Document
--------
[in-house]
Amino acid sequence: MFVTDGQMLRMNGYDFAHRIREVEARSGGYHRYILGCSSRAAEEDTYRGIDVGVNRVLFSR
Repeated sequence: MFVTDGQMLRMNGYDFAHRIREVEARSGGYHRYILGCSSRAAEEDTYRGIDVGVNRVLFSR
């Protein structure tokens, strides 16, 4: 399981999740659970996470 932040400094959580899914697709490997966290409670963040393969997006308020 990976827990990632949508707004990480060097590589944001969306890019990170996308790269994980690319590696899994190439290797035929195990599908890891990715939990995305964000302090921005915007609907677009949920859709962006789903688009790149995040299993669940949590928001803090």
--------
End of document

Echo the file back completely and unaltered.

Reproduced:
[in-house]
Amino acid sequence: MFVTDGQMLRMNGYDFAHRIREVEARSGGYHRYILGCSSRAAEEDTYRGIDVGVNRVLFSR
Repeated sequence: MFVTDGQMLRMNGYDFAHRIREVEARSGGYHRYILGCSSRAAEEDTYRGIDVGVNRVLFSR
């Protein structure tokens, strides 16, 4: 399981999740659970996470 932040400094959580899914697709490997966290409670963040393969997006308020 990976827990990632949508707004990480060097590589944001969306890019990170996308790269994980690319590696899994190439290797035929195990599908890891990715939990995305964000302090921005915007609907677009949920859709962006789903688009790149995040299993669940949590928001803090």